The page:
is under attack by the rebels. Gov-
ernment airplanes have bombed Strong Harvard Team
them frequently, meanwhile await-
ing opening of the railroad lines to Wins Over Springfeld
conduct a ground attack. (yAscae rs)
(Rv Associated Pre's)
CAMBRIDGE, Mass., Oct. 11.-I
GOPHERS BATTLE lHarvard ended its tuning up stage
STANFORD TO TIE hetodaybr n a erinera hard


BY Joi,, Russ Frj
1'assing an1 running their way to two touchdowns in the second
cluarter to overcome a j:3-poitlt lead which the Purdue eleven had rolled
up in the Iirst period, Coach Kipke's Michigan gridders gainel revenge
for last rear's defeat by turning back the Boilerniakers' threat yesterday
a fteroon at the Stadium.
'[he score was 14 to 13. Mlore than 50,000 persons yaw the game.
In the most spectacular Conference opener which Nlichigan followers
have seen in several vears, the fighting Wolverines came back to accomp-
diish the almost hopeless task of stopping the invading team in its quest
for a second successive ig 'Ten title, to push over two counters them-

Pope, '88E, Names Gift
Honor of Charles
Ezra Greene'


Appeals from University authori-,
ties for assistance with the depleted
loan fund brought results yesterday
in the form of a $5000 check from
Willard Pope, '88E, of Detroit.
The donation was received byl
Shirley W. Smith, vice-president
and secretary of the University,
with a letter stating the conditionsl
accompanying the gift. Mr. Popel
requests that the money be distri-
buted by the loan fund committee,
among students needing financial
aid if there is still a shortage in the
fund, or otherwise, that the Re-
gents put the money to any use ofj
material benefit to the University.
According to Pope's request, the
money will form the basis for a new1
fund, named for Charles Ezra
Greene. Greene was a professor of
civil engineering at the University
from 1872 to 1903 and dean of the
department of engineering froml
1895 to 1903.
The donation from Pope, who is
a prominent figure in engineering
circles and is connected with sever-s
al large corporations including the
Canadian Bridge company, follows
a number of other gifts that have,
been received recently.
Reports of the loan fund officials
show that during September a total
of 259 loans were made, and the
total amount lent was double that
for September, 1929.

- -- - -- --- selves and to add both points. This
action cane after Purdue had
MICHIGAN-PURDUE charged over and through the
STATISTICS Michigan line for two touchdowns
Yards gained from scrimmage: and one extra point.
Michigan, 98; Purdue, 144. Yards However, the Michigan eleven
gained passing: Michigan, 33; never stopped fighting and exactly
Purdue, 80. reversed matters in the second fif-
First downs: Michigan, 7; Pur- teen minutes of play-except that
due, 11. Newman performed a feat which
Passes: Michigan, Attenpted, Van Bibber of Purdue could not do,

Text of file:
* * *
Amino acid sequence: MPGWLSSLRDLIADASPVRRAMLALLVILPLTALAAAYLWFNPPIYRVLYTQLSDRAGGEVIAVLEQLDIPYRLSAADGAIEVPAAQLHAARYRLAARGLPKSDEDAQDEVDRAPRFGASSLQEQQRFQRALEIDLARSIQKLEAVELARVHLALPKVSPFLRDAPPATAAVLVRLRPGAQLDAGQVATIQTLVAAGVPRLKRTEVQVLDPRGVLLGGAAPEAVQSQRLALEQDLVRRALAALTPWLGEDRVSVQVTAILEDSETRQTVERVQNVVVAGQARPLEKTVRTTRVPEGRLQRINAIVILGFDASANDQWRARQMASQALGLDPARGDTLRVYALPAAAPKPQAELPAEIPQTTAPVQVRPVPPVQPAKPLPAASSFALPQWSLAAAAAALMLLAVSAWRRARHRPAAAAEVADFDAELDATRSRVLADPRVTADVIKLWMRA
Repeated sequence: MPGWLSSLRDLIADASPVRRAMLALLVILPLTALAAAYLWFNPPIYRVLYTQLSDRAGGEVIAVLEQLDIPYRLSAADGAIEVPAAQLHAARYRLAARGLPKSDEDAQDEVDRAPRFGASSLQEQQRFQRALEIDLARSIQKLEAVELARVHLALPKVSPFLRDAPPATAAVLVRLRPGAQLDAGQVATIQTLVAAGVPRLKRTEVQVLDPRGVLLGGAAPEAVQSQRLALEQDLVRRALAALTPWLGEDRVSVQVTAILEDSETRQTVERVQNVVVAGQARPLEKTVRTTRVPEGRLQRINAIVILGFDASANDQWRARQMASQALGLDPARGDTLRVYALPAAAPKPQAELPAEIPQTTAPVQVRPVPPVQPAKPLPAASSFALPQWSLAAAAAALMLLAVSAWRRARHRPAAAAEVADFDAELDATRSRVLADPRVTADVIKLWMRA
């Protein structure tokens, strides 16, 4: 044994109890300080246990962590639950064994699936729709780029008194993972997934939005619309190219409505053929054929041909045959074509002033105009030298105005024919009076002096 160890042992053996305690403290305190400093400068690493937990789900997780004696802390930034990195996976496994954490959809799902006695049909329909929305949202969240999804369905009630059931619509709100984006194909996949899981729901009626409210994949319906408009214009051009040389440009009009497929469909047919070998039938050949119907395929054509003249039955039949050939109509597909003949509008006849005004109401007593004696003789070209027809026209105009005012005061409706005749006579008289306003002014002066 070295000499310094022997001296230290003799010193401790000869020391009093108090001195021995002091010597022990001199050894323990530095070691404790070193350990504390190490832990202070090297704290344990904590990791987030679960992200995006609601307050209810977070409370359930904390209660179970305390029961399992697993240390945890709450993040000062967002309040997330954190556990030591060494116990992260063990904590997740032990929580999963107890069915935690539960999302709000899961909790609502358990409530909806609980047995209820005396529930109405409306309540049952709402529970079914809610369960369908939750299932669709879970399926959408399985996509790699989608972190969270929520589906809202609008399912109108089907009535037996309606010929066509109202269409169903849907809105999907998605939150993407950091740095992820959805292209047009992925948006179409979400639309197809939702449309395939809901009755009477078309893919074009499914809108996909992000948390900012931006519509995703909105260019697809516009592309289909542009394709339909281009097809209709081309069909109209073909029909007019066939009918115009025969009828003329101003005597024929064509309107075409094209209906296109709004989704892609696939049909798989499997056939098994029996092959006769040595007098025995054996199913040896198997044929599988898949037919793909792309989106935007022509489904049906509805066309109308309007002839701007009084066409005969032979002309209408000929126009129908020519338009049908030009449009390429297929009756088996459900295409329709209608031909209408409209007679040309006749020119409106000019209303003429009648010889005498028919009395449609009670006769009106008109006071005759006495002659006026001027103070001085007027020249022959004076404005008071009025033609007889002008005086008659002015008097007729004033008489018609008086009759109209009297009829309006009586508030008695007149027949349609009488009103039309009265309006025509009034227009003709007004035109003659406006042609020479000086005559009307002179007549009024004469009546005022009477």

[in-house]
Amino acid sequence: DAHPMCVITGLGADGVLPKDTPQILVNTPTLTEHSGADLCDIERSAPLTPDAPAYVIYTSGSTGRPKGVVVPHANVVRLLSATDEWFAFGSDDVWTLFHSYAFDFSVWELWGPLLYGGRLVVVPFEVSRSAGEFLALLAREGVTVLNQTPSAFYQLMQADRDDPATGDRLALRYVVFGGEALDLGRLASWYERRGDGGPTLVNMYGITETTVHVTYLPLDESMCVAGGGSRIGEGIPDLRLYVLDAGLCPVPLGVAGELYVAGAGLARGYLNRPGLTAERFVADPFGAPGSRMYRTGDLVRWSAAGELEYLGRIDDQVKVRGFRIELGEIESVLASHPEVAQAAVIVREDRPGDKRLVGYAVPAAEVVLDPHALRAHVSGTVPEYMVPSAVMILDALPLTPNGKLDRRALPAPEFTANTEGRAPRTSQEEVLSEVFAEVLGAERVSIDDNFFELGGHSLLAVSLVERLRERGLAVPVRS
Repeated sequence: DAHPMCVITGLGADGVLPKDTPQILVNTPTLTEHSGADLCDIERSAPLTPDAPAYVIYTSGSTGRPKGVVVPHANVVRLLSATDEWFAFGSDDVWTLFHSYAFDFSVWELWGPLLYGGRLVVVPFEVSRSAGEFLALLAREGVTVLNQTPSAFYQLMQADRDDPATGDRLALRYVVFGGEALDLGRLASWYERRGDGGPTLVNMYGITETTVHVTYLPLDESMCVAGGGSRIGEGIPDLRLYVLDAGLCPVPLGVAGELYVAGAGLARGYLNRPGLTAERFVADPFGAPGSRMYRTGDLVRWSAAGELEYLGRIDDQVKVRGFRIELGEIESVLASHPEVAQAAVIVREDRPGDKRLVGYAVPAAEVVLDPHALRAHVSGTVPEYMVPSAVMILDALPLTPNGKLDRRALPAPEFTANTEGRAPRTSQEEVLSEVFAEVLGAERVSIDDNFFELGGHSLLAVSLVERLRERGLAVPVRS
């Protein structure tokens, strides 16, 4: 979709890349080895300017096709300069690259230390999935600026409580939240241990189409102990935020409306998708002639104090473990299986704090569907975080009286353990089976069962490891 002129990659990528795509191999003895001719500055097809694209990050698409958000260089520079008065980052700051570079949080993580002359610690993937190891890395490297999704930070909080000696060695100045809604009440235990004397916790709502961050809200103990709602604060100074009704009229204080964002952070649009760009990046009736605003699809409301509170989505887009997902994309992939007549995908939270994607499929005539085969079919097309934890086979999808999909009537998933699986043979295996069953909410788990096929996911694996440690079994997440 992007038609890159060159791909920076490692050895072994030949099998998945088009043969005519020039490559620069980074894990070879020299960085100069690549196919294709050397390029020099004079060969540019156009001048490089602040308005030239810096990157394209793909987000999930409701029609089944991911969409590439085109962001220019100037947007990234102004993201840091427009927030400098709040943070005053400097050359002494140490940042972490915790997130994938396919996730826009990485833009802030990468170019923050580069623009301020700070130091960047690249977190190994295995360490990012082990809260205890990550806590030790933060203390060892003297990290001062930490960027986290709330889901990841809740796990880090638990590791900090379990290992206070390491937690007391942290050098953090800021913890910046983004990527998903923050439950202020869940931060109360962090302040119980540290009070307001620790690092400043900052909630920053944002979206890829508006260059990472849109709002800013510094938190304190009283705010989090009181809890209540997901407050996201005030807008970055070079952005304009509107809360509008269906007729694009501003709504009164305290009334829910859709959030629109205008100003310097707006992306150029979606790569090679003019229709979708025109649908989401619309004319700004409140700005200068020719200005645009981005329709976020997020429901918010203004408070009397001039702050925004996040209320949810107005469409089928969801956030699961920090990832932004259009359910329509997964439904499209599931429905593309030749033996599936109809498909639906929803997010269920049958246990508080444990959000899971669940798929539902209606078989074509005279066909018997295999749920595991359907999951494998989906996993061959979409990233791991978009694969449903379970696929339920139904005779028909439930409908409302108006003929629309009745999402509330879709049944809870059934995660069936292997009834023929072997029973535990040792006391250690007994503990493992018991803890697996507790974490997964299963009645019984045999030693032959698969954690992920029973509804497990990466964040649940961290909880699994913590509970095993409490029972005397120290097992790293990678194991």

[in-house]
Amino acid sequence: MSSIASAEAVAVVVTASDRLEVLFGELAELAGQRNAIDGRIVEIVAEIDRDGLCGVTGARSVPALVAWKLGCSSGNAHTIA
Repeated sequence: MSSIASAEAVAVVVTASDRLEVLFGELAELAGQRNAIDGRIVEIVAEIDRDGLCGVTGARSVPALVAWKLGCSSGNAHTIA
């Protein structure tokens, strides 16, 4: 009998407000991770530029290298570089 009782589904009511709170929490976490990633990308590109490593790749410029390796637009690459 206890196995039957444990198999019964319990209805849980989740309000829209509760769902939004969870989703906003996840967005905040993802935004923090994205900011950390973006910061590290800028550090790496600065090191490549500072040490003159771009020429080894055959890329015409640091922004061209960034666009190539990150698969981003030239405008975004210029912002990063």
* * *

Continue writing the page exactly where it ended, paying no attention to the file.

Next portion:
9, completed, 3; Purdue, Attempt- when he neatly place-kicked the
ed, 16, completed, 7, intercepted, ball between the goal posts after
3. both scores for what proved to be
Average yardage on punts: the winning margin of the game.
Michigan, Tessmer, 40 yards, Purdue Passes Feared.
Simrall, 40 yards; Purdue, Pope, Two passes, Pope to Moss, almost
4 as 0 yards.paved the way to the second Purdue
Penalties: Michigan, 10 yards; victory over Michigan in as many
Purdue, 30 yards. years. This combination was a con-
stant threat throughout the game,
nearly all of the passes which the
brilliant Boilermaker back threw
being aimed at the big end. The
first pass which they completed was
good for 30 yards
PSSnd carried the
;all well i n t o
AVichigan territory
{ & from where the
Committee on Cheering Section nvaders rushed it
Begins Preparation for ;o the eight-yard
New Groupings. Pine. Purvis was
ew ro in s .alled upon and
With success in its first attempt 1iesponded by
earing through
as an impetus for more complicated h oppog
formations during the remaining ; to the one-yard
home football games, the committee nark From this
in charge of yesterday's stunt card position Yunevich
cheering section has begun work on took the ball and
new formations to be used in the Wheeler raced a r o u n d
Illinois game on October 25. Michigan's right end, untouched, to
place the ball behind the goal line
Used for the first time in middle- for the first counter of the game.
western football circles at the Pur- Van Bibber kicked the goal.
due contest yesterday, the stunt Shortly after this, with the ball
card section consisting of 1,500 seats ' on the five yard line after Pope had
don the student side of the field slashed away for 20 yards, a pass
from Pope to Keegan was completed
spelled "MICH.," "PURDUE," and with the Boilermaker sub-back fall-
"U. OF M." in yellow letters on a ing over the line for the second
blue background for the benefit of touchdown. This time Van Bibber
the 55,000 spectators who witnessed could not take advantage of his. op-
the game. portunity, and the count stood at
Although plans for the Illinois 13-0.